DMG Radio's sale of stake in GWR could spark bidding war

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The Independent Online
DMG Radio is considering selling its stake in GWR Group, owner of Classic FM. City analysts said yesterday a sale by DMG would spark a bidding war for GWR, one of the biggest commercial radio players in the UK.

DMG, which is owned by Daily Mail and General Trust, is GWR's biggest shareholder, with a 19 per cent stake worth pounds 37m. Other broadcasters could be interested in buying GWR, although many would have monopoly problems. GWR would also attract interest from regional press publishers. The radio group, which last night had a market value of pounds 194m, could be worth around pounds 250m.

GWR would probably be broken up after a sale. Some of the stations broadcasting on AM could be sold separately.

DMG would not comment yesterday but market sources confirmed a sale of the GWR stake was being considered.

The news comes almost exactly a month after EMI, the music group, bought 4 million GWR shares, taking its stake in the company to 13.58 per cent. Industry observers said yesterday that EMI had increased its shareholding after market rumours that DMG was to sell out. EMI is highly unlikely to launch a bid for GWR.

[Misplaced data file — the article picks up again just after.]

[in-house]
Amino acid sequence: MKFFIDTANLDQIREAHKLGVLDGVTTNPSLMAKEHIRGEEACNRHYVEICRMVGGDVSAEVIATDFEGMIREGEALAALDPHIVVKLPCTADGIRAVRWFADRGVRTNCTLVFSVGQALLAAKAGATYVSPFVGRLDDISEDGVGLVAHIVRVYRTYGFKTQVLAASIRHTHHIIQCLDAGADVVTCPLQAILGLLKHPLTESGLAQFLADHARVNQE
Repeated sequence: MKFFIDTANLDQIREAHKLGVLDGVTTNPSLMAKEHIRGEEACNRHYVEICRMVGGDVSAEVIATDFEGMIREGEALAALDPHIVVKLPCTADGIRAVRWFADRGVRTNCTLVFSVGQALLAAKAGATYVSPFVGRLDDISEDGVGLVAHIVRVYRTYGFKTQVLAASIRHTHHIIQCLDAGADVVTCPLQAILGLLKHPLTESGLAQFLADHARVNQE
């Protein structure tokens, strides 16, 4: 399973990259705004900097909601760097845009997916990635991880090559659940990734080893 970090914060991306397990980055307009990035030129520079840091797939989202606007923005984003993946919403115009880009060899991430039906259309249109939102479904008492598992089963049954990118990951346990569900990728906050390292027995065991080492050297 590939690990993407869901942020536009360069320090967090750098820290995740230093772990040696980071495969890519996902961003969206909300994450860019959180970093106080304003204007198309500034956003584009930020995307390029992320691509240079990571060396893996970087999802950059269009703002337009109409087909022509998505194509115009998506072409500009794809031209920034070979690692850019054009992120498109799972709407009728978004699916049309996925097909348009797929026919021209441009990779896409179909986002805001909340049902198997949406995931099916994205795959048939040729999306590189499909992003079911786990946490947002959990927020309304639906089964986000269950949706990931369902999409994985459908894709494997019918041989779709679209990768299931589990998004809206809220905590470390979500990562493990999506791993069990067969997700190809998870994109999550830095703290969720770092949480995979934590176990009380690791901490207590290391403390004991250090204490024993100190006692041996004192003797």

EMI bought the shares after Capital Radio sold its 13 per cent holding in GWR, raising pounds 28m. Capital said it wanted to focus on wholly owned radio stations. EMI is now GWR's second-largest shareholder.

GWR has underperformed the market by nearly 30 per cent in the past year. The shares were unchanged last night at 178.5p.

Rumours have circulated in the City for some weeks that DMG's parent, which also owns the Daily Mail newspaper, was gearing up for a big acquisition. A sale of the GWR stake adds credence to that theory.

DMG's attempts to become a significant commercial radio player in the UK have so far been thwarted. At the beginning of the year, the company failed in its bid to buy 80 per cent of Leicester Sound because of competition concerns. DMG has instead focused on other countries where regulatory problems do not arise.

Last month, the company spent A$88m (pounds 40m) acquiring 25 AM and FM stations in Australia.